A row has broken out over a London Assembly report into Transport for London and City Hall’s handling of the Garden Bridge tender process.
Assembly Members have spent months quizzing Mayor Boris Johnson and his officials about the decision to award Heatherwick Studio the £60,000 contract to design a new bridge linking Temple to South Bank.
During the course of their investigation AMs heard that Heatherwick was awarded the contract despite having less experience of designing bridges than other bidders.
The committee also questioned Mr Johnson over his and officials’ dealings with the studio after it emerged that they met five times to discuss the concept of a Garden Bridge prior to procurement beginning.
A report published on Thursday claims there were “a series of procedural errors in the procurement process” and says the Mayor “should have been more upfront” about his contacts with Heatherwick.
It also criticises an audit of the procurement process commissioned by TfL, saying it “failed to address the original objective”.
Committee chair Len Duvall said: “This whole process was badly handled from start to finish. TfL started work without a clear idea of the extent of its eventual involvement, which led to confusion among staff and managers in the early stages of the project. The Mayor’s Private Office was less than honest about where he was, what he was doing there and why.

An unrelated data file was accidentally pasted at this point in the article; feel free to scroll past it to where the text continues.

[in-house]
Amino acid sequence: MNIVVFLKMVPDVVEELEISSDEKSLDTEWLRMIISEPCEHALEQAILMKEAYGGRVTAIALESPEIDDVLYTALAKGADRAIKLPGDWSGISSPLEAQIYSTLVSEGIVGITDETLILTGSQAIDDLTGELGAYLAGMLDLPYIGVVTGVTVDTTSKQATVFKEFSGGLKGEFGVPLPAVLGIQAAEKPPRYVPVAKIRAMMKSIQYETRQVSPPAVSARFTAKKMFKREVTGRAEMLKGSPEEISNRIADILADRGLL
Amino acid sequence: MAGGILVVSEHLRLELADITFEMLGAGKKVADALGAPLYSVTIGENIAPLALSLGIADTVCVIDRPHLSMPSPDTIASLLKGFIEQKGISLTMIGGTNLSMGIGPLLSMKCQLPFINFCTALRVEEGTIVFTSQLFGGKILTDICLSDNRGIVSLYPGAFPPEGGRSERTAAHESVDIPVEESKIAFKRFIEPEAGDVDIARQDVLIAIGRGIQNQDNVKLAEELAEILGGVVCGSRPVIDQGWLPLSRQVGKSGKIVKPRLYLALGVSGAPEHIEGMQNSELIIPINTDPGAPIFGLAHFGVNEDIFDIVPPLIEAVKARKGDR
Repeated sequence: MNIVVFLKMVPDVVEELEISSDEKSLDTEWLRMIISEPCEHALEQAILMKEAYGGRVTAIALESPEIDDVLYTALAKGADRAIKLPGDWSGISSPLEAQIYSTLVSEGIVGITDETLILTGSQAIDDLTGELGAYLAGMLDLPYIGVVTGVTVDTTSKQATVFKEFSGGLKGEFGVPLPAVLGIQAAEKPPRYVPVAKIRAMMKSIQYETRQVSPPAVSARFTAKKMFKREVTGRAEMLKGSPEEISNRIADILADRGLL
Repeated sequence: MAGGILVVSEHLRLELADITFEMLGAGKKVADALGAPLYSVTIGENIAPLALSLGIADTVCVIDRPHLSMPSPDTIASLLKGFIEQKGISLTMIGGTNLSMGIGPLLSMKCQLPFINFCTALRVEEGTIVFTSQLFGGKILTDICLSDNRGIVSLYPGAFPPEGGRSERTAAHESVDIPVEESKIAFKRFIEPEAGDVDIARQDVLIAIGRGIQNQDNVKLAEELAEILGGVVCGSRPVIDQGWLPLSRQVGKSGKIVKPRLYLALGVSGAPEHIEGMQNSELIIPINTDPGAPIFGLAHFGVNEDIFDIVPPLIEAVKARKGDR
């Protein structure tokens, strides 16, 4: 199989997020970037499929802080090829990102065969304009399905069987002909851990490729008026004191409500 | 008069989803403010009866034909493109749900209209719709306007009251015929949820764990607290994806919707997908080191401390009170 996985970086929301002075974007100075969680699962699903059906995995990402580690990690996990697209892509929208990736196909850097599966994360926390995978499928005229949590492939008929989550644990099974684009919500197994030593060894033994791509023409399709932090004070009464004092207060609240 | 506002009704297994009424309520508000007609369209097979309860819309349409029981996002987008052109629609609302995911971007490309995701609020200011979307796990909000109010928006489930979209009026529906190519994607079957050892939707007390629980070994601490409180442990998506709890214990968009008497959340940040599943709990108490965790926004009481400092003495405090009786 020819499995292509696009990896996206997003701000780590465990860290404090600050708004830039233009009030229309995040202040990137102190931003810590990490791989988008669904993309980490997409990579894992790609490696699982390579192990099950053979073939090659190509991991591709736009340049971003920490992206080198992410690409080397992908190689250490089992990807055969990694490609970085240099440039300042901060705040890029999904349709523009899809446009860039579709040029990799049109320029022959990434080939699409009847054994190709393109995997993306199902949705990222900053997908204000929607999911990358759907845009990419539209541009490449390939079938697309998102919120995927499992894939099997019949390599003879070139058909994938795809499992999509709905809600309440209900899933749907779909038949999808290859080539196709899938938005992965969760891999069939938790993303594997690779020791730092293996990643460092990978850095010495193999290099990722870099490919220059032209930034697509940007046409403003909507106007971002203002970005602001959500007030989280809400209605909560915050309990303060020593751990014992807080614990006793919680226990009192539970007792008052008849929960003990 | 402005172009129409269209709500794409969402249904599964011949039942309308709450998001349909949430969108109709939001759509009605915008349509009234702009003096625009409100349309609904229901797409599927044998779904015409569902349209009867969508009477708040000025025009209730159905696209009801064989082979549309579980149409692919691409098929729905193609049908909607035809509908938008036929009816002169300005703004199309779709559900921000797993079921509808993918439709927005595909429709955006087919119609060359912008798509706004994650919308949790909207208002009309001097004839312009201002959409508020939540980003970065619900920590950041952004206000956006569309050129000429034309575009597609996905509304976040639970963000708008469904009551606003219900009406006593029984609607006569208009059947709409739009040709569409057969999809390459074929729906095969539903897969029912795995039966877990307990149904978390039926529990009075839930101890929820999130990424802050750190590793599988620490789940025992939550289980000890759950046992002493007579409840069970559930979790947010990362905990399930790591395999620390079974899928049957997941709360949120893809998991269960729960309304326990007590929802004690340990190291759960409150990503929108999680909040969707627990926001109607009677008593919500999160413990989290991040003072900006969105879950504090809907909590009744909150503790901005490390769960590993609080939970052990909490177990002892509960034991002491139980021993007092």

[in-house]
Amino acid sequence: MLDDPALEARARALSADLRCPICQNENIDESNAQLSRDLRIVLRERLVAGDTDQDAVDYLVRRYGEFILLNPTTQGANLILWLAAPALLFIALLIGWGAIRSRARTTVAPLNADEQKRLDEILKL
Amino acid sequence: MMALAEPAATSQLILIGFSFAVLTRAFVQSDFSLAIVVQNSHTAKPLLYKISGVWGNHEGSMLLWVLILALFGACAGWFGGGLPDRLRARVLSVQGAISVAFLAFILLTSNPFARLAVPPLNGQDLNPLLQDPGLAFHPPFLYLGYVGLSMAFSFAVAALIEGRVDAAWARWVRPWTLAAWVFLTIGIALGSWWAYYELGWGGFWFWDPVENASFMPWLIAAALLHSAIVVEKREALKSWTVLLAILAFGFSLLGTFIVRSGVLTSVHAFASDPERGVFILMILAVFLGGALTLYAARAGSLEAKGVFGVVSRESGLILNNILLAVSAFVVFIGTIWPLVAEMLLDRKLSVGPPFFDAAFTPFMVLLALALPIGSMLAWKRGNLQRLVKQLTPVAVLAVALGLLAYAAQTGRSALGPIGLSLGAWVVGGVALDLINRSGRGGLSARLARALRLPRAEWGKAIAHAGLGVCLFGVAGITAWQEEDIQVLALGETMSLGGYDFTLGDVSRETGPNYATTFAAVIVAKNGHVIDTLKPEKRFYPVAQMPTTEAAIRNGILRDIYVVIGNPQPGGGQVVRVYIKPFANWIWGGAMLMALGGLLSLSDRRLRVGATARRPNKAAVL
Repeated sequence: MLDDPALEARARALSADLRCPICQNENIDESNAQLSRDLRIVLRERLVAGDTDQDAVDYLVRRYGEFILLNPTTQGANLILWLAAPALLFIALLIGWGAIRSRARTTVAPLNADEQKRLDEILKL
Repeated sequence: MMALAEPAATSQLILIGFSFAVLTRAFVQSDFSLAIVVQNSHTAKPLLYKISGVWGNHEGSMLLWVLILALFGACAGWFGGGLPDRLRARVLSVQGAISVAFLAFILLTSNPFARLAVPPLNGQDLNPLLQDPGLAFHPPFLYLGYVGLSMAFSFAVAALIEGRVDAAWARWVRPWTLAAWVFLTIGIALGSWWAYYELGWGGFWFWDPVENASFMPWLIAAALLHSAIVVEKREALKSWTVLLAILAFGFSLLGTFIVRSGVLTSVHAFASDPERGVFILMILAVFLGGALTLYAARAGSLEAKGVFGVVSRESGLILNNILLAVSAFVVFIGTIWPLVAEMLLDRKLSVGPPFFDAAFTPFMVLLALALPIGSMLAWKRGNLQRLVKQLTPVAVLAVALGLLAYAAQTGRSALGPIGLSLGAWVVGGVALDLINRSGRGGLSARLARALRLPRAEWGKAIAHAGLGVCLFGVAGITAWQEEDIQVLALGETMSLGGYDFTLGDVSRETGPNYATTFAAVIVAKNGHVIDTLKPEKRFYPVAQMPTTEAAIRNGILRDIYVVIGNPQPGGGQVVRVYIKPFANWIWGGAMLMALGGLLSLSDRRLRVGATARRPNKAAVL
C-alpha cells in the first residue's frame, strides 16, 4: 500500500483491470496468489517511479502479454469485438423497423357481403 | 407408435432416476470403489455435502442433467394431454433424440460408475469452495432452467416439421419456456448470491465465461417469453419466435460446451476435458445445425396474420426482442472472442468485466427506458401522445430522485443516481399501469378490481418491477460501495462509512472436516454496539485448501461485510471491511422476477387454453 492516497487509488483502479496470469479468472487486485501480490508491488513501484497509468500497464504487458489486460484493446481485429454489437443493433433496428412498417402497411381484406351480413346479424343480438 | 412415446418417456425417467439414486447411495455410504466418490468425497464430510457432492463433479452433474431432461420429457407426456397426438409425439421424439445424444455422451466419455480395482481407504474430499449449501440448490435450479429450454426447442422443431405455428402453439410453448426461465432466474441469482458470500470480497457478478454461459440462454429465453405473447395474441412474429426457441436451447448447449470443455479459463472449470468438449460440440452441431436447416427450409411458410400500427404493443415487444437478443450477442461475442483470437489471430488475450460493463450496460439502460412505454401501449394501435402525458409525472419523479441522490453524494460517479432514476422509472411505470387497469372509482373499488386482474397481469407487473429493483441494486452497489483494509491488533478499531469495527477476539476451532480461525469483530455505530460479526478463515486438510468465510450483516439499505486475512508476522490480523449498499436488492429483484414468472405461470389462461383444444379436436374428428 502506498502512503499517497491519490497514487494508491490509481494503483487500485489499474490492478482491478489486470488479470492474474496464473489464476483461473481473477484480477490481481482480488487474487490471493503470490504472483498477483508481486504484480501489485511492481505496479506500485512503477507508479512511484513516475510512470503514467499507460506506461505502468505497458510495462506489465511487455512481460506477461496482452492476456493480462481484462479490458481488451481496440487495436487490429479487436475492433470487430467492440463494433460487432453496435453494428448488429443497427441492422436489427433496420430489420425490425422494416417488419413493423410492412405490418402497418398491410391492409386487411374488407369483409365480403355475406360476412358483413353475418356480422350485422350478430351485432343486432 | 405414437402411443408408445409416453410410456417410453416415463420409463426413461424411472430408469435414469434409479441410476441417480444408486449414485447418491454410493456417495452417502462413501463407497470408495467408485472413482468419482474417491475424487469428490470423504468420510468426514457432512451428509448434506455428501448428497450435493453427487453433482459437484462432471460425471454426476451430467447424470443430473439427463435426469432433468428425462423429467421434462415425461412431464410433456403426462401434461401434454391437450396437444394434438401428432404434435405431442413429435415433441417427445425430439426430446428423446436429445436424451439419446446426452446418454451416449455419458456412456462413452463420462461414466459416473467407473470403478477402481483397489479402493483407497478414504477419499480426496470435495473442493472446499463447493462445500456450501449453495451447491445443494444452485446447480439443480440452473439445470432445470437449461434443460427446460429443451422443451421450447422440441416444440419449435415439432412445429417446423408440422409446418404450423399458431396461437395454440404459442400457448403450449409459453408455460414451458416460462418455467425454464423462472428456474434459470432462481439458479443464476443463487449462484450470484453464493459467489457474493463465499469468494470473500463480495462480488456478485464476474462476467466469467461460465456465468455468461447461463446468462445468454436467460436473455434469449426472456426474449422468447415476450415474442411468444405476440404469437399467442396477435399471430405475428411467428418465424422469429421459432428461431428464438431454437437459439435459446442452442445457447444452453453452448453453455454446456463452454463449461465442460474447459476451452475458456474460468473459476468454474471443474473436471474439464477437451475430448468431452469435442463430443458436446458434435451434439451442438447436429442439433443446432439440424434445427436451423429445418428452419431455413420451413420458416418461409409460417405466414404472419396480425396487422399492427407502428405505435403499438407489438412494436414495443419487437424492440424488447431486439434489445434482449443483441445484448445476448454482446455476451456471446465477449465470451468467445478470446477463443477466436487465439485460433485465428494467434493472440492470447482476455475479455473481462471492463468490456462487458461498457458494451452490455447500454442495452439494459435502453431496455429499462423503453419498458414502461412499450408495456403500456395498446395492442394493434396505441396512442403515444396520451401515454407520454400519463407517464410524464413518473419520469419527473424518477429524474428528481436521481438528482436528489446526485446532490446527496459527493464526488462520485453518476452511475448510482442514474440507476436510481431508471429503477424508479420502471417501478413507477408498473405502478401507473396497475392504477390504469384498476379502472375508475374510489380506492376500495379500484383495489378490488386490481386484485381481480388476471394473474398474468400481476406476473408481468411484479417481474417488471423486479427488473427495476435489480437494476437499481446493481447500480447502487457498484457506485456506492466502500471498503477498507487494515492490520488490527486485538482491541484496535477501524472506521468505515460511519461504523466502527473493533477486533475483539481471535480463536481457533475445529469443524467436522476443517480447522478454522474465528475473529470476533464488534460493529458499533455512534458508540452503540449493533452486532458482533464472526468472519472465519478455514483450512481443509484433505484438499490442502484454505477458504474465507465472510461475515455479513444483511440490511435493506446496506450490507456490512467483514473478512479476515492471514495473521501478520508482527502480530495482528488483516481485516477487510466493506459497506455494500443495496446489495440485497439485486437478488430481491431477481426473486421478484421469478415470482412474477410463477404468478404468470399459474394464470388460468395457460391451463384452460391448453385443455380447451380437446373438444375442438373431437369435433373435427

“In fact, the situation probably appeared worse than it actually was – due to the secretive and defensive nature of various responses from TfL and the Mayor.
“Also, because there was confusion about the purpose of the bridge, the two other companies tendered for a pedestrian bridge contract. This was unfair – only Heatherwick Studio was fully aware of the desire for a ‘Garden Bridge’.
“What should be a great tourist attraction, has been tainted by the dodgy design procurement process. Whether the Garden Bridge can overcome its controversial beginnings, will remain to be seen.”
However Conservatives on the committee have failed to back its findings and accuse other parties of wanting to take a final swipe at Mr Johnson as his mayoralty draws to a close.
Group leader Gareth Bacon said: “It is a great shame that the other groups insisted upon a piece of work that is so flawed and so nakedly political.
“The London Assembly has a strong reputation for producing thoughtful, well-reasoned reports and this is neither.
“The reality is that TfL does have lessons to learn from this process, but these are likely to be obscured because the report has been hijacked by those who should know better.”
A spokesperson for the Mayor said: “An audit of Transport for London’s procurement process found that it was open, fair and transparent.
“The Mayor believes the Garden Bridge will be a spectacular new addition to London, and building is due to begin this year on a project that is widely supported by Londoners and businesses on both sides of the river.”